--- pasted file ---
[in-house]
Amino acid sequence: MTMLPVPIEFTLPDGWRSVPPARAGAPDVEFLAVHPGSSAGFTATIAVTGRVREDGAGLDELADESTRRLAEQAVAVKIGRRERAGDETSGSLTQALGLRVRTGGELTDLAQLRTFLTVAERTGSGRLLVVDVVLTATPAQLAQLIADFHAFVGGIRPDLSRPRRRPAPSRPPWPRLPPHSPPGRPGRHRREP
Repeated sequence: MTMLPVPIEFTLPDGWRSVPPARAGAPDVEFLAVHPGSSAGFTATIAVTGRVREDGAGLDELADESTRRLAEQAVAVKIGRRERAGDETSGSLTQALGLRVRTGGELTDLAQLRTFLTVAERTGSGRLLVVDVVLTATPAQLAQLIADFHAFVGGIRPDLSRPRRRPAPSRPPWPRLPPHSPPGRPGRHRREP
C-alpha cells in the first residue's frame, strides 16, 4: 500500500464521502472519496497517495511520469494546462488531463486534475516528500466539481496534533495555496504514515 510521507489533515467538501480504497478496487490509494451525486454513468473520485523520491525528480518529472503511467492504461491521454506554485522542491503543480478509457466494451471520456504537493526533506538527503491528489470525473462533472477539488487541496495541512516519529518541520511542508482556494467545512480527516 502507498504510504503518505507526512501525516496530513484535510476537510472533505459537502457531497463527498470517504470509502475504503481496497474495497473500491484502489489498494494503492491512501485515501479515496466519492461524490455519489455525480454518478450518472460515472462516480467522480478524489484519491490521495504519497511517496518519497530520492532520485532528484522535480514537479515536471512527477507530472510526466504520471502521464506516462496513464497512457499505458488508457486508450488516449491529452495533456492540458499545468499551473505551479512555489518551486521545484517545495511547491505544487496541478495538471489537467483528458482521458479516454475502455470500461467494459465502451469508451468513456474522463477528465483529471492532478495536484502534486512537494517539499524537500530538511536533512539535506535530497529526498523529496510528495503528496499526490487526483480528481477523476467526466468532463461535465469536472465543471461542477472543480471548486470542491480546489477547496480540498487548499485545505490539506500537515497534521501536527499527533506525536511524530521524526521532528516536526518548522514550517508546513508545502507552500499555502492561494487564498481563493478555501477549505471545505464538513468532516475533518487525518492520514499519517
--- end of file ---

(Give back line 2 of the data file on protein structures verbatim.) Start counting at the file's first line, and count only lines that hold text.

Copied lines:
Amino acid sequence: MTMLPVPIEFTLPDGWRSVPPARAGAPDVEFLAVHPGSSAGFTATIAVTGRVREDGAGLDELADESTRRLAEQAVAVKIGRRERAGDETSGSLTQALGLRVRTGGELTDLAQLRTFLTVAERTGSGRLLVVDVVLTATPAQLAQLIADFHAFVGGIRPDLSRPRRRPAPSRPPWPRLPPHSPPGRPGRHRREP